Positive Learning

Published: 2021-06-24 17:00:08
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Category: Learning

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Introduction Student behaviours in schools have been perceived by researchers for years. Over the past twenty-five years, Sugai, (2009) states that Gallup Polls have specified, behavioural complications are on the top trials schools face. To establish and scan these behaviours, checklists of behaviours are available that included the most usual behaviours observed by te schools teachers (Algozzine, 2003). Such behaviours includes anxiety, disobedience, isolation, destructiveness and disruptiveness. Safran, Safran, & Barcikowski, (1985) states, such behaviours occupy teachers for an undue amount of time.
Safran & Safran, (1984) reports that teachers normally spend sixty- ninety precent more time with misbehaving students than with the rest of the students. Johnson & Fullwood, (2006) states that teachers spend up to ninety precent more time with problematic students. Many new teachers have trouble dealing with persistent misbehaviour. They become exasperated because their previous responses had little impact. They spend substantial time distressing about the problem and often feel as if their authority and power is being challenged.
A common way of consolidating behaviours is the division of internalising against externalising behaviours. Internalising behaviours such as anxiety, shyness, or inattentiveness mainly affect the student demonstrating the behaviour. Externalising behaviours such as fighting, aggression, and disobedience are outer-directed behaviours. It is essential to understand student behaviour from an eco-systemic viewpoint. This principle highlights the composite, unified and co-dependent type of relationships between a variety of relational, intra-personal and environmental factors that impact the everyday behaviours of teachers and students.
The behavioural change in social systems does not take place in the direct approach of the positivistic custom. Instead, behaviours should be observed as cycles of communication. In other words, the students’ behaviour is assumed to be affected and dependent on the behaviours of other people around them. (De Jong. 2005). To learn the approaches and opinions of different people regarding student misbehaviour, a research was commenced through conducting informal interview of six people belonging to different groups in the society.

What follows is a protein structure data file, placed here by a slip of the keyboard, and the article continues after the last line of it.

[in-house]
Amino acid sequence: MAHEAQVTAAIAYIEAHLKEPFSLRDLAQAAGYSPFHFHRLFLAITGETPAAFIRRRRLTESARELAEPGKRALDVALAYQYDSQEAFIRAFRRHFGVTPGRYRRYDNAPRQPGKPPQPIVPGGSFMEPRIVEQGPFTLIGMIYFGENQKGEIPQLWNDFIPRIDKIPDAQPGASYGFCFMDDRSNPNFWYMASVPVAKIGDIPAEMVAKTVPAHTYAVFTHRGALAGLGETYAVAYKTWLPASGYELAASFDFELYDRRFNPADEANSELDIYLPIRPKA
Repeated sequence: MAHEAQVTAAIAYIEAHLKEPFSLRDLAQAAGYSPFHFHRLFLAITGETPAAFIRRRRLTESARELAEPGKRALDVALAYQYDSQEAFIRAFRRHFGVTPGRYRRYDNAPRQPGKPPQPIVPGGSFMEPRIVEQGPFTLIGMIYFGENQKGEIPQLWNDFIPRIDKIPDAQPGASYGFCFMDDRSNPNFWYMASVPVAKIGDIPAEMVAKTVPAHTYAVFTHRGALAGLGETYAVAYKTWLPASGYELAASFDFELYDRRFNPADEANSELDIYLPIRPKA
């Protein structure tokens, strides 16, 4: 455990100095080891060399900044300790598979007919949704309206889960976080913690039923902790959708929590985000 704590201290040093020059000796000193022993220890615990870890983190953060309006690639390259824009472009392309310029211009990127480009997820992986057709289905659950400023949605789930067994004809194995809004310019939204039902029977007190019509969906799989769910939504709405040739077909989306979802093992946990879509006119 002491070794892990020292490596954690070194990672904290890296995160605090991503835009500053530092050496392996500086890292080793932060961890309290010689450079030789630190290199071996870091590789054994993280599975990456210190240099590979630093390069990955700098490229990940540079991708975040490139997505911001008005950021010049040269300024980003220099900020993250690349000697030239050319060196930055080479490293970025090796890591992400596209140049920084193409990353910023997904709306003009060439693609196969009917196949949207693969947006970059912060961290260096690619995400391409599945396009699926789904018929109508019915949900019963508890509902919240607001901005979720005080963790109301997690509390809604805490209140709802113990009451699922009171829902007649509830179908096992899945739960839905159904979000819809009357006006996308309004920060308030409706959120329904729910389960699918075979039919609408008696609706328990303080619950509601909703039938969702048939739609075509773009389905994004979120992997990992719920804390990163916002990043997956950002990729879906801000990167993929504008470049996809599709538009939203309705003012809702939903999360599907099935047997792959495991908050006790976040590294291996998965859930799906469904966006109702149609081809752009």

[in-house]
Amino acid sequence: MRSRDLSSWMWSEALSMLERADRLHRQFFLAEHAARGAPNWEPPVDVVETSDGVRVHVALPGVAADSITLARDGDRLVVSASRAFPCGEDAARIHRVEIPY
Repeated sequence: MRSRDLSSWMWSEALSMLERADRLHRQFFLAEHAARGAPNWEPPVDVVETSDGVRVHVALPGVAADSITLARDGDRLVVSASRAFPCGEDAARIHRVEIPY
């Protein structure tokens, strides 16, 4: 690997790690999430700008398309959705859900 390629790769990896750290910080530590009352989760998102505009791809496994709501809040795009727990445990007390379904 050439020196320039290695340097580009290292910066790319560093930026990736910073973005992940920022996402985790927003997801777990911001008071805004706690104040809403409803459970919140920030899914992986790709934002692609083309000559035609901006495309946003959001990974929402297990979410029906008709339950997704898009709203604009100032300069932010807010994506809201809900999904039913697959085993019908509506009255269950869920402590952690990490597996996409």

The purpose was to get different views and perceptions on why students misbehave; interviewees included people from different groups such as practicing teachers, retired school teacher, parents, pre service teacher and a non-teaching professional. The interview consisted of several informal and open-ended questions in order to grasp the in-depth knowledge about various reasons of student misbehaviour and their solutions. The approach uses a series of questions intended to offer perspective on the student’s misbehaviour and assistance in creating responses. 2.
0 Participants: Following interviewees were selected for interview. Names have been kept confidential to maintain privacy. 1. Interviewee 1 (Female): is a full time teacher is her early 30’s. 2. Interviewee 2 (Female): is a pre-service teacher in her 20’s. 3. Interviewee 3 (Male): is a pensioned off school teacher in his late 50’s. 4. Interviewee 4 (Female): is a 38 years old mother of three children. 5. Interviewee 5 (Male): is a father of three children in his early 40’s. 6. Interviewee 6 (Male): is a non-teaching professional and postgraduate student in his early 30’s.
During the interviews, many common themes regarding student misbehaviour, their reasons and impacts were discussed. Various researches and theories were also linked with the answers in order to analyse the root cause of such behaviours and the suitable responses. 3. 0 Understanding the Reasons for Difficult Behaviour: Understanding multiple causes of student misbehaviour can aid you to select the most applicable solution. Questions on physical, emotional and environmental factors were asked which helped in understanding the main grounds of problematic misbehaviours: 3.